But if there is an air of indulgence at The Grill (and the $50 rib eye affirms it), it is equally matched by the pervasive restraint. People on either side of the check make it clear that they’ve seen it all and don’t care to be surprised, even when it’s a necessary evil. A table of teens quietly texted their way through a $60 raw bar platter, while a group across the room sang “Happy Birthday” in hushed tones to the guest of honor. Both were met with silent approval from the equally well-mannered waitstaff, who pour tap water from swan-necked bottles and dutifully compliment everyone on their attire.

It’s easy to dismiss the food because the real lure is the promise of good weather and even better people watching. Few twenty-somethings can foot the tab here and, consequently, the cocktails are a generation older: Chivas Regal, Jim Beam, good old-fashioned gin, and a sangria studded with frozen fruit that miraculously resembles wine rather than a wine cooler. Three cheers for maturity. It is a pity to overlook the menu though, given that it, too, upholds tradition in an extravagant manner. If executive chef Kim Lambrechts offers a progressive menu at sister restaurant, Christie’s, The Grill is all about the classics. This is not a crowd who wants to ponder their plate or be pushed past their comfort zone. A pat on the back for a life well lived is enough interaction and, in that vein, red meat and seafood 
monopolize the menu.

Naturally, some dishes manifest decadence better than others. A $16 crab cake is surprisingly anemic while a kobe beef tartar ($18) is appropriately obscene. The conical mold of fattened beef is so rich that it’s more reminiscent of rillettes than a classic tartar — quite a good thing for adipose aficionados. Tuna sashimi ($18) is lighter, more refined, as are mussels ($15), mellow with saffron and just a whiff of white wine.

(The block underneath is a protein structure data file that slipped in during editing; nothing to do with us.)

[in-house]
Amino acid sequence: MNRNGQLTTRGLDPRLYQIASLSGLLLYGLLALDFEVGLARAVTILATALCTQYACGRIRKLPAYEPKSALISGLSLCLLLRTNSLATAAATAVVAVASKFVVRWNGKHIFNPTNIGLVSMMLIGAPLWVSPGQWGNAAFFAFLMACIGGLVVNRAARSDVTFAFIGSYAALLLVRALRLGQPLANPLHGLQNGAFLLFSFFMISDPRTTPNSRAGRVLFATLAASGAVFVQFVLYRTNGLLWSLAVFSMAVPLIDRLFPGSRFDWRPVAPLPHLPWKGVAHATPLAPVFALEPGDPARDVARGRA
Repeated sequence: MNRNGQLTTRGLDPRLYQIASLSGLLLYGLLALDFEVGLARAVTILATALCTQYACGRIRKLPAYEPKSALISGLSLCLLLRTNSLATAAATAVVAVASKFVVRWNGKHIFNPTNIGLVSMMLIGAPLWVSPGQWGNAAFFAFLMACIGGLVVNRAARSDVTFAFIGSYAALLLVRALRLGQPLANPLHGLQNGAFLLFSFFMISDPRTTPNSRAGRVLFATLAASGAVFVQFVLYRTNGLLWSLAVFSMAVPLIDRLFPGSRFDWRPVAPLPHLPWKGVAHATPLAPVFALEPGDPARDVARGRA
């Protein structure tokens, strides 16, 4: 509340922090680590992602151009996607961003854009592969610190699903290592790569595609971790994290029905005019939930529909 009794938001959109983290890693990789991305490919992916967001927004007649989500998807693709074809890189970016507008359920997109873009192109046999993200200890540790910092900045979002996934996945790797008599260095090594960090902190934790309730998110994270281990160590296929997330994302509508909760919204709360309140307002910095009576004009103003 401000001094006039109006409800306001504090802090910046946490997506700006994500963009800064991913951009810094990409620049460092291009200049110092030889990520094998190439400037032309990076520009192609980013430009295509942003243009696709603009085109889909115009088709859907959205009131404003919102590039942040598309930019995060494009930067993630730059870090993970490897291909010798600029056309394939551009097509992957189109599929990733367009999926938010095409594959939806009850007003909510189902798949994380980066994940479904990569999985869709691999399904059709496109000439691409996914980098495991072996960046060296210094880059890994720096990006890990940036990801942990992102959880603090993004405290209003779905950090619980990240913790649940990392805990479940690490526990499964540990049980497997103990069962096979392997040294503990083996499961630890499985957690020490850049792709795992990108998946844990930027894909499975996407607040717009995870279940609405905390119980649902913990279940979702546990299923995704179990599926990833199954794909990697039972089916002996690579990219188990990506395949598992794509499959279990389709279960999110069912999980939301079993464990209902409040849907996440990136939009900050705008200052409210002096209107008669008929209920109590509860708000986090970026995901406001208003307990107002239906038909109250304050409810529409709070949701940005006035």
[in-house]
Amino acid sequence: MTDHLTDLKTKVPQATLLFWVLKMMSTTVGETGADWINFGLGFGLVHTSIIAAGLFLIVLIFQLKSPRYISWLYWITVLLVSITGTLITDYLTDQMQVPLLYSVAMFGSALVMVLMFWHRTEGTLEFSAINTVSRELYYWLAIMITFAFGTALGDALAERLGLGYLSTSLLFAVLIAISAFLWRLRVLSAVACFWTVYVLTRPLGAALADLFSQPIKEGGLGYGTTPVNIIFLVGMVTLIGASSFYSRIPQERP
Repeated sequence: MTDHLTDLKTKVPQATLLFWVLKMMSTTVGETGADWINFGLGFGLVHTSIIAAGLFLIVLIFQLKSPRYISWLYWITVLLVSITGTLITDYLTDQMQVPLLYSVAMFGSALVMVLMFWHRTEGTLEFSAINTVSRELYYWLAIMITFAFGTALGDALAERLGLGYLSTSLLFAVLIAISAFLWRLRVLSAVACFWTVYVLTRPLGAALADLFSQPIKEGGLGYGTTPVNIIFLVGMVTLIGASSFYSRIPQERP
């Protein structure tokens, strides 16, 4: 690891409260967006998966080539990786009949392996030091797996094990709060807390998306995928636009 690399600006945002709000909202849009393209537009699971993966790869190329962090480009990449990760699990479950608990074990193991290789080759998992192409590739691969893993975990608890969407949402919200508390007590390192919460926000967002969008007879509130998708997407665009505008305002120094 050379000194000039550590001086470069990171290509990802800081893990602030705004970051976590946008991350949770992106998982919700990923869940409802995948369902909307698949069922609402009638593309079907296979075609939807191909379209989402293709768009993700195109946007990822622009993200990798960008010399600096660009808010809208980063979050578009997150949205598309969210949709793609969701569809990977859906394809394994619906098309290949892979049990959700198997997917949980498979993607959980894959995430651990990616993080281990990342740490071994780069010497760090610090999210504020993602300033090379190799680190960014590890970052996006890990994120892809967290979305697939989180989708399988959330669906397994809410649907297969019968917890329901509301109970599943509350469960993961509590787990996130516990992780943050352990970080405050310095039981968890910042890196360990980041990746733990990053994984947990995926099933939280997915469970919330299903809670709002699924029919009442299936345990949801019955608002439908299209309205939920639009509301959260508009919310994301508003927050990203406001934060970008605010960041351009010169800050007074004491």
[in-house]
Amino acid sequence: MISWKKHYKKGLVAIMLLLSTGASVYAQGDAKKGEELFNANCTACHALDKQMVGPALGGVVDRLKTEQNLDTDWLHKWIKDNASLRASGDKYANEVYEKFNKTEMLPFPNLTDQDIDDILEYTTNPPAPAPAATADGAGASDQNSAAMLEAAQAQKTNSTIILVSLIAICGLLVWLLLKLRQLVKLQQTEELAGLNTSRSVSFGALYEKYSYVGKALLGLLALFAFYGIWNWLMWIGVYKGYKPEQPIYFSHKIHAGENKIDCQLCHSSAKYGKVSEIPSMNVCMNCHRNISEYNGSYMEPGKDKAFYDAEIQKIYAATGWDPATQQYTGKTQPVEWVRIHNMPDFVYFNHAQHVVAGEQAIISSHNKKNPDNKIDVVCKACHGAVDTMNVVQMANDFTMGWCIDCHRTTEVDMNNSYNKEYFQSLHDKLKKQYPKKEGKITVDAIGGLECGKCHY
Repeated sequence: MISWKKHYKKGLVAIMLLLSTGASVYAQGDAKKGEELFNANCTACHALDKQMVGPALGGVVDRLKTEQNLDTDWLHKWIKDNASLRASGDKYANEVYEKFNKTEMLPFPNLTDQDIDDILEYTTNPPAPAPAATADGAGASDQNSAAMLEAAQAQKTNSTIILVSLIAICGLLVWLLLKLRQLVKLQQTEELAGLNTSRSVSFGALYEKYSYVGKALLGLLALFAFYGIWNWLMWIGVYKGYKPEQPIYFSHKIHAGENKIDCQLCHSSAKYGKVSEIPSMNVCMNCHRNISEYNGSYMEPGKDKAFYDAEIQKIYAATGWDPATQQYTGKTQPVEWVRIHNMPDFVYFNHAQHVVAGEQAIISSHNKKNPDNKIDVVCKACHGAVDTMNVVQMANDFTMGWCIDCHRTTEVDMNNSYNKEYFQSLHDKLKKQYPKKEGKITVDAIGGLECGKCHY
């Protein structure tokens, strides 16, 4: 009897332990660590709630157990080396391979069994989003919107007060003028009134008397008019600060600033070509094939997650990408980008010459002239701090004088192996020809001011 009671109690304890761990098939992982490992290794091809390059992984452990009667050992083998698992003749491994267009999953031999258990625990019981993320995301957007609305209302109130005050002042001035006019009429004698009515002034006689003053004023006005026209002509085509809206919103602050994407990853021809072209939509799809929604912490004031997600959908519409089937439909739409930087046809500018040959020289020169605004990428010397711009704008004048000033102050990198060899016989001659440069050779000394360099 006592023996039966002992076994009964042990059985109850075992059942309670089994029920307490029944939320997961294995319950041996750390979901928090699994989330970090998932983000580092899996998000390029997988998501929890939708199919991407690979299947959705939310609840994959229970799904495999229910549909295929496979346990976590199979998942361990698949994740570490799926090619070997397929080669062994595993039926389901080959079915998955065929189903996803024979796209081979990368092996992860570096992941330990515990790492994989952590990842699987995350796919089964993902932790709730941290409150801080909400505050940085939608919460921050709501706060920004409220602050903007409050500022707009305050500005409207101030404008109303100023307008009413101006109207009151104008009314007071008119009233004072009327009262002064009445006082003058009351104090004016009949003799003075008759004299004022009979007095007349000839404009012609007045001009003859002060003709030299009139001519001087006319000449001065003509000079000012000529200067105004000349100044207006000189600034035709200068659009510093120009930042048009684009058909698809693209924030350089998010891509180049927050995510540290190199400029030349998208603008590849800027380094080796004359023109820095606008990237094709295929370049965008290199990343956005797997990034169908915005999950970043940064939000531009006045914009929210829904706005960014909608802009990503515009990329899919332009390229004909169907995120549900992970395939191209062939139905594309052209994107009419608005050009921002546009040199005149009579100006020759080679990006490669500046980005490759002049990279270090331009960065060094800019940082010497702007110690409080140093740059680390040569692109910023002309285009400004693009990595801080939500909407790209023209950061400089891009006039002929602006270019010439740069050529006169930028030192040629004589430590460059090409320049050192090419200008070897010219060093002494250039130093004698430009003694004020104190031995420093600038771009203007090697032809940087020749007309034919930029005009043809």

More than a few diners skip entrees altogether in favor of chilled shrimp and oysters, understandable given the reluctance to swallow a sixteen-ounce steak in eighty-degree weather. Still, however, a shame. Pan-seared salmon ($33) with a vibrant ragout of corn and mushrooms merits attention, even when juxtaposed with a Newport sunset. Same goes for a decadent dish of scallops ($36) that would be simple to pair with a bright salad or smoked bacon, but neither would be true to The Grill’s understated opulence. The deeply seared, snow-white scallops are served with an equally pristine white truffle risotto, the intensity of which is cut only by a fistful of sharp undressed arugula. The unabashedly rich dish speaks to the restaurant’s goal: to refine the familiar, to elevate the ordinary.